Mary Murphy Schroeder: She Broke Barriers From the Start
In 1979, Mary Murphy Schroeder joined a historic class of women judges who transformed the federal Judiciary, but her law career nearly ended before it began. The night before her first final law exam at the University of Chicago, Schroeder collapsed and was hospitalized with a severe kidney infection.
“My professor planned to give me an F,” Schroeder recalled. “That would have ended law school for me. Fortunately, a very persuasive roommate talked to other faculty members, and they let me take the test.”
Schroeder and her fellow women judges of 1979 had to break many barriers. Entering the profession at a time when law firms and law schools were overwhelmingly male, women lawyers were at best oddities, and sometimes were treated as unwelcome.
After law school, Schroeder worked for the Justice Department civil rights division, but she encountered new roadblocks when she and her husband moved to Phoenix in 1969. Local law firms weren’t hiring women lawyers, and her first job was threatened when she learned she was pregnant.
Following the advice of the partner who hired her, Schroeder concealed her pregnancy as long as she could. She then kept her job by saying she would only take four weeks’ maternity leave—the same time off that male associates took for military reserve training. “My hiring partner just said, ‘Oh,” but he had a look of relief on his face,” Schroeder said.
Schroeder thrived in the male-dominated field of construction law, before serving on Arizona’s state appellate court. “I was surprised and a little frightened when I got the appointment” to the Ninth Circuit U.S. Court of Appeals in 1979, she recalled.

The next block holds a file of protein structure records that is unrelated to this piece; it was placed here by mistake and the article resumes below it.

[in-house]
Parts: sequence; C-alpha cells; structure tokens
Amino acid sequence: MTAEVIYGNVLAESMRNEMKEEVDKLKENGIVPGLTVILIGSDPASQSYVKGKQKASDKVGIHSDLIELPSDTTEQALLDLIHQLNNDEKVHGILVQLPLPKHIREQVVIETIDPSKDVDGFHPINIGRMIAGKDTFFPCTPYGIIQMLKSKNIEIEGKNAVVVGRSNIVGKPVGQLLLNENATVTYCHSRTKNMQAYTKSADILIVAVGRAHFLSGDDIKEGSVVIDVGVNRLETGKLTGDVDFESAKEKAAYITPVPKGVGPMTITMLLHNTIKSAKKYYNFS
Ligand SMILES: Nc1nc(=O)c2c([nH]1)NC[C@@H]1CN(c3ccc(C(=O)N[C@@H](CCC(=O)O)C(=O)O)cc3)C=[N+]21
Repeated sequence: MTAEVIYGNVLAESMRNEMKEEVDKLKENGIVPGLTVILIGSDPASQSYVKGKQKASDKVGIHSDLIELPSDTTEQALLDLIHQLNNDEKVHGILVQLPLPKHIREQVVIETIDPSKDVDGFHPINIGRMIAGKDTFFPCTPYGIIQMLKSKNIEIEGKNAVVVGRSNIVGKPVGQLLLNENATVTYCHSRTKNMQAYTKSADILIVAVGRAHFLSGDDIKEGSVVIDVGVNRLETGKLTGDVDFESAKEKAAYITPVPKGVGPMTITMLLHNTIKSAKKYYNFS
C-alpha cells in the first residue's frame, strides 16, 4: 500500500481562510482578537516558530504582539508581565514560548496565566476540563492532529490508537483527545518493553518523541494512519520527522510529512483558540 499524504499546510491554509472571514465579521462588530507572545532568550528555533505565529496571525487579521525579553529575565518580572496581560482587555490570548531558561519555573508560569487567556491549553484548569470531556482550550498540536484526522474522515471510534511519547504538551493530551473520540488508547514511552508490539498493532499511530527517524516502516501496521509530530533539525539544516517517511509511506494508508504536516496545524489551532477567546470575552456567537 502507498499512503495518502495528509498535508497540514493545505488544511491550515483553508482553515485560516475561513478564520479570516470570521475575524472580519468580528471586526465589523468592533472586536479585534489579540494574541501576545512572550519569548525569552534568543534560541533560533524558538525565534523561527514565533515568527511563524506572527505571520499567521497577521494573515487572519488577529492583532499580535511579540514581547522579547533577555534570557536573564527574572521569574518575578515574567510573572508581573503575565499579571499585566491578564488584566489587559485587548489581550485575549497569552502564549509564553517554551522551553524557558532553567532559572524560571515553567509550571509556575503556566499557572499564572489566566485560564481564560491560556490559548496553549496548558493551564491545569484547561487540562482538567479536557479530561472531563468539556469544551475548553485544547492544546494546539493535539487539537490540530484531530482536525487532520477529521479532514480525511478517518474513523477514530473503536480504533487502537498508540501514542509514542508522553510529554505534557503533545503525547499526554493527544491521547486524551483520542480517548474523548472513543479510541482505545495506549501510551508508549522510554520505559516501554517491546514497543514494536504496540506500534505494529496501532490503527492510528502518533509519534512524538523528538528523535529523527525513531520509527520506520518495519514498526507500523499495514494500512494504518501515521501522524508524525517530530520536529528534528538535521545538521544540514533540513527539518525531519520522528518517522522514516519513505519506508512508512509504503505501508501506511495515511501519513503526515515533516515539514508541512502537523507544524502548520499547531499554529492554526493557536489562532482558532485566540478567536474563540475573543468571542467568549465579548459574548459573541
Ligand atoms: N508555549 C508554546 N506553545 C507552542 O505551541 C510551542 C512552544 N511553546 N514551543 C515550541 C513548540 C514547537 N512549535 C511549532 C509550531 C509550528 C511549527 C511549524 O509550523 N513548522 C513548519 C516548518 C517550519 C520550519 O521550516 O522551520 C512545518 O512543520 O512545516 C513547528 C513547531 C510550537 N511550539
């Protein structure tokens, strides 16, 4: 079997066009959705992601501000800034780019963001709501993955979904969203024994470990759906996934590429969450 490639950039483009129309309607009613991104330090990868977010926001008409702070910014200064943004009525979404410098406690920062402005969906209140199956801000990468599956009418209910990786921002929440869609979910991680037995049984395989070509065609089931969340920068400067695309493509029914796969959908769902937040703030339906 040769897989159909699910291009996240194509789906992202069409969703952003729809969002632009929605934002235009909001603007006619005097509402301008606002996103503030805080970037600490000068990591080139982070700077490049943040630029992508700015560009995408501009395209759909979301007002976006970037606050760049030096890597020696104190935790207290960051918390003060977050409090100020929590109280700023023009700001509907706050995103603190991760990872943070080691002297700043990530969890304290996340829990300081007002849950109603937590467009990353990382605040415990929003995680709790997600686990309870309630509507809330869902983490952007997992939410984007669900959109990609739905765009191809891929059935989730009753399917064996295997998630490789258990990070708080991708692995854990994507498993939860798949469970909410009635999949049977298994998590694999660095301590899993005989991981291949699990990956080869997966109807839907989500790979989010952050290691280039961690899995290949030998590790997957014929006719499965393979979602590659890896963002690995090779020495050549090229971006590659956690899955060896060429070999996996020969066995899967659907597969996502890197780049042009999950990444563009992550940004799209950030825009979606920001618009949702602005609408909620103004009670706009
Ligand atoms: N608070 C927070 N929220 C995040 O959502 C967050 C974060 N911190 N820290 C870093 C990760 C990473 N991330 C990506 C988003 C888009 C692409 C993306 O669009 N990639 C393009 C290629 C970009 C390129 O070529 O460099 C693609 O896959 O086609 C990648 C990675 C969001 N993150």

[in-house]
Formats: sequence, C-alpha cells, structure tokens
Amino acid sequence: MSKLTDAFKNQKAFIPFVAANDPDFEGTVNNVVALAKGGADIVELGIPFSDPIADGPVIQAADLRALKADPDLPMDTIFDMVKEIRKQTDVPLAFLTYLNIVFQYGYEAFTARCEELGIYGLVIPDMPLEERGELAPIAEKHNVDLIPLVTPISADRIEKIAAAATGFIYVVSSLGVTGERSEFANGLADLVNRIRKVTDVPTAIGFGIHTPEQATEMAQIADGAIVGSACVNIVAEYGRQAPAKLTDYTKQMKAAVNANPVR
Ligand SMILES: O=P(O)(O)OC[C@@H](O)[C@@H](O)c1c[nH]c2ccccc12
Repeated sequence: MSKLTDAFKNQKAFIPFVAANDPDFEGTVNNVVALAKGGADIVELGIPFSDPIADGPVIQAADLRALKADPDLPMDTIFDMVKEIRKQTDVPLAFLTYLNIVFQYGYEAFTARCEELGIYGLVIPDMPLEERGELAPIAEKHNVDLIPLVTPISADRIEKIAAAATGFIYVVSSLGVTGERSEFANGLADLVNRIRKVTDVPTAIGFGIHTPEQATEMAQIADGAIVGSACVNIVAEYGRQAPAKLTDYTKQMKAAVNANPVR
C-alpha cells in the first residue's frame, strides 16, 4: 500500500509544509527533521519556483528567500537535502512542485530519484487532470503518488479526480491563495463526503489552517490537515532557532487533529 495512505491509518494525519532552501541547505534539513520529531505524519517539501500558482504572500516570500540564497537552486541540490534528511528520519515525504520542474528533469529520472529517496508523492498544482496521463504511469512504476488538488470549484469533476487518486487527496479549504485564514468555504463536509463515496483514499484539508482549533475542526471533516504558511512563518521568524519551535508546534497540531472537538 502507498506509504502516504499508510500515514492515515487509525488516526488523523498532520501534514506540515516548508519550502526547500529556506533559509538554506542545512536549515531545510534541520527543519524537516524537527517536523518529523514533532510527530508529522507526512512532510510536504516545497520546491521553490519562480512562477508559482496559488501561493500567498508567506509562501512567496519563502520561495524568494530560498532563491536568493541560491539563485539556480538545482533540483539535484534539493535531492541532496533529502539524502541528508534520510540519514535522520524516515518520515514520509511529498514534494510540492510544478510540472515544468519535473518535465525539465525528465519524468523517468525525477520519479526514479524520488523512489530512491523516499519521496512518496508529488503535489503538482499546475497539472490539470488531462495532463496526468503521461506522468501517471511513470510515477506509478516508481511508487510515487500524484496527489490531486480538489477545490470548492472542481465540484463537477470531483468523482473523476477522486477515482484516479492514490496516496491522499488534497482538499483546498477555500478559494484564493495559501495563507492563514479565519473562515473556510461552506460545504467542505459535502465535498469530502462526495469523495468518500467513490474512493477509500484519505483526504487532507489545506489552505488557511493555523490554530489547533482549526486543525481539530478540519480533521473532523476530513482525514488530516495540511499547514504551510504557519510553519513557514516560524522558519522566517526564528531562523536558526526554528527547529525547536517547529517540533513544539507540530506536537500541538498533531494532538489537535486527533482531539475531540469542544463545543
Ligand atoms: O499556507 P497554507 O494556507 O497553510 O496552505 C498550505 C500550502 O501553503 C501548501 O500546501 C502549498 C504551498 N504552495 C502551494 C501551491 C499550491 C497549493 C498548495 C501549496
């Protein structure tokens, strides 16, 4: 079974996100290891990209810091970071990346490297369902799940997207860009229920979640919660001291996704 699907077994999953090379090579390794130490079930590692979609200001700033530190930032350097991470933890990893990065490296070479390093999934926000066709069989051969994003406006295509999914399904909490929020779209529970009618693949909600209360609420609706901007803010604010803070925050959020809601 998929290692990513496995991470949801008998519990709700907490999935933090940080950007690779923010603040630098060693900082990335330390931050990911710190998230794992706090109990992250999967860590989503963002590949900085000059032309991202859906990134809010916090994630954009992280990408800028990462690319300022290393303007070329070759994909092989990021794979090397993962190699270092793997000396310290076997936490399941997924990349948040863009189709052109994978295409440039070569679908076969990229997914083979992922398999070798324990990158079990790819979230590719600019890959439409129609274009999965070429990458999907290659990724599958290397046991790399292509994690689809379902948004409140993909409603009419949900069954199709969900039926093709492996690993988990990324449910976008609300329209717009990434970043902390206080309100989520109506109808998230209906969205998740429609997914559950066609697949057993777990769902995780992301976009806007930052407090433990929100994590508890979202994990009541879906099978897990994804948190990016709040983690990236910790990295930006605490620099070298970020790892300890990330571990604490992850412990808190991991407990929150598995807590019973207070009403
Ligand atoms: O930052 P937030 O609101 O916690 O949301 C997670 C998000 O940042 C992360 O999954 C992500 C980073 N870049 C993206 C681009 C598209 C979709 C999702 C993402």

In 1987, Schroeder overturned a lingering injustice by reversing the World War II conviction of Gordon Hirabayashi, who had resisted the internment of Japanese Americans, and decades later sued to be exonerated.
“It was a once in a lifetime case,” Schroeder said. When the government argued that Hirabayashi had been freed long ago and therefore had no injury to redress, Schroeder’s opinion contained an eloquent retort: “A United States citizen who is convicted of a crime on account of race is lastingly aggrieved.”
Throughout her career, Schroeder was conscious that she and fellow women judges were part of a historic wave. Schroeder knew Sandra Day O’Connor, who became a Maricopa County Superior Court judge in the mid-1970s, and 1979 was a momentous year for both jurists. When Schroeder was elevated to the federal bench, O’Connor filled her seat on Arizona’s state Court of Appeals. O’Connor held that position until 1981, when President Reagan named her to be the first woman on the U.S. Supreme Court.
In 1980, Schroeder and Ruth Bader Ginsburg were among a dozen women judges who met President Jimmy Carter at the White House. She proudly displays a photo of the gathering in her chambers.
“We all have that picture on our wall,” Schroeder said. “This is what so-called pioneers have had to be—determined and strong, and not willing to yield because we don’t belong.”